Oxford’s “unworthy instruments”
Our Poet must have known that this would only add fuel to his enemies’ fires, and indeed a scathing note from one of Ann’s uncles has survived to show what he was up against:
If thy body had been as deformed as thy mind is dishonorable, my house had been yet unspotted and thyself remained with thy cowardice unknown. I speak this [because] I fear thou are so much wedded to that shadow of thine that nothing can have force to awake thy base and sleepy spirits. Is not the revenge already taken of thy vileness sufficient but wilt thou yet use unworthy instruments to provoke my unwitting mind? Or dost thou fear [for] thyself and therefore hast sent thy forlorn kindred whom as thou hast left nothing to inherit so thou dost thrust them violently into thy shameful quarrels? If it be so (as I too much [suspect]) then stay at home thyself and send my abusers. But if there be yet left any spark of honor in thee or jot of regard [for] thy decayed reputation, use not thy birth for an excuse, for I am a gentleman, but meet me thyself alone and thy lackey to hold thy horse. For the weapons, I leave them to thy choice, [since] I challenge, and the place to be appointed by us both at our meeting, which I think may conveniently at Newington or else where thyself shall send me word by this bearer, by whom I expect an answer. (Nelson 295-6)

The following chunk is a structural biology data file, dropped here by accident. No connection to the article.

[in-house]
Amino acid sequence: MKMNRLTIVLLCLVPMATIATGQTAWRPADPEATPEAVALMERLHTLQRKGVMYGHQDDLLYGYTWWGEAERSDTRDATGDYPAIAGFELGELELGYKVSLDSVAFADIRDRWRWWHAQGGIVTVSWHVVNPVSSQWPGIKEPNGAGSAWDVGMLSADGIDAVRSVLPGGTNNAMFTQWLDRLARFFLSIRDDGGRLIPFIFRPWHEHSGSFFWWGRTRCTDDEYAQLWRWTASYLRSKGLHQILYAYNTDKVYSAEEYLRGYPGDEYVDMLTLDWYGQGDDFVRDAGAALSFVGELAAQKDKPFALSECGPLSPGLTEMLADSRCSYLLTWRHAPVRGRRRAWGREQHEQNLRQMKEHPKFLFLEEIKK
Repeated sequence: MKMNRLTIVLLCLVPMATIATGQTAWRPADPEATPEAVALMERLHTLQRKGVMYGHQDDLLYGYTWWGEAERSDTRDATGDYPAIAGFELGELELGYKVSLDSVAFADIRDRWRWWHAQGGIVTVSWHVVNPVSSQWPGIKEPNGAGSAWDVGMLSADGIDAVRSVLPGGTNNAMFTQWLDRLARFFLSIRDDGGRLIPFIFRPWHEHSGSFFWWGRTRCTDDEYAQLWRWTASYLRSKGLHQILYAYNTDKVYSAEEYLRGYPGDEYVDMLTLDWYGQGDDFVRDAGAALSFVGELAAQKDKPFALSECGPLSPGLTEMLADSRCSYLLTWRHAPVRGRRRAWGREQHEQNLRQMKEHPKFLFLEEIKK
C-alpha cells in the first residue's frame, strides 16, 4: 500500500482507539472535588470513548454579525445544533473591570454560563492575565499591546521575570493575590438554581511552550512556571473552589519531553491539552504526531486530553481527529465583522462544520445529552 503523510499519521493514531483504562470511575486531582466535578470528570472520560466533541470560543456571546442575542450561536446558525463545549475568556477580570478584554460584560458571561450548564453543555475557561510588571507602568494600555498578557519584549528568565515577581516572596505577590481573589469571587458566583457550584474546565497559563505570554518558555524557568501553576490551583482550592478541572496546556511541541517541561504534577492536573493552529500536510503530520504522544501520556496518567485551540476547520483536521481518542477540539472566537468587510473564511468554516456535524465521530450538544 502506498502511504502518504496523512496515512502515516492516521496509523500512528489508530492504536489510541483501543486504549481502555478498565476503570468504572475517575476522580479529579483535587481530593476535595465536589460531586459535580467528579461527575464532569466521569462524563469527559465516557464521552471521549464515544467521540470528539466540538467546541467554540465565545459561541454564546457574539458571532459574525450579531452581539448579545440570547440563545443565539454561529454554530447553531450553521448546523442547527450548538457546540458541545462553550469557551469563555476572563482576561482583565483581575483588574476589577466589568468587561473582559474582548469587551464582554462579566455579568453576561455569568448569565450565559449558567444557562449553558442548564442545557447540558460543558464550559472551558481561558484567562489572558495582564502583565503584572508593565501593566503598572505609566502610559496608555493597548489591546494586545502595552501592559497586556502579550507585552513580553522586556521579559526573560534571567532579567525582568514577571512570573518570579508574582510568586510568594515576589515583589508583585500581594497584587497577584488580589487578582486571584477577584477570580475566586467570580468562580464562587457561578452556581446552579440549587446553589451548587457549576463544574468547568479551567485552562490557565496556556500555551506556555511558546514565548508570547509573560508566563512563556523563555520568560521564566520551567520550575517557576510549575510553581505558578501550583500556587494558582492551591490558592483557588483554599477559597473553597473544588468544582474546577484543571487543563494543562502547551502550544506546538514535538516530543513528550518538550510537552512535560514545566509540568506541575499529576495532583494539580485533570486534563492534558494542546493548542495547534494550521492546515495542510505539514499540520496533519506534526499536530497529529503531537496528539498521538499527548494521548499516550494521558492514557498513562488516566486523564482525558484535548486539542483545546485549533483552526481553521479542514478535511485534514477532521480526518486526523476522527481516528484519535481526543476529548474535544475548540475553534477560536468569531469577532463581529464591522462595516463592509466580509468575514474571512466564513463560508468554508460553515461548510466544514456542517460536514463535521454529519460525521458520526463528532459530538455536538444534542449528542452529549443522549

The term “unworthy instruments” is ambiguous, unless, of course, Vavasor means plays. That this note was written shortly after Romeo and Juliet appeared on the public stage is suggested by the reference to “that shadow of thine,” by which I feel certain he meant Oxford’s involvment in the London Stage. Oxford is “so much wedded” to this “shadow” that, according to Vavasor, he has lost all concern for his honor as a lord.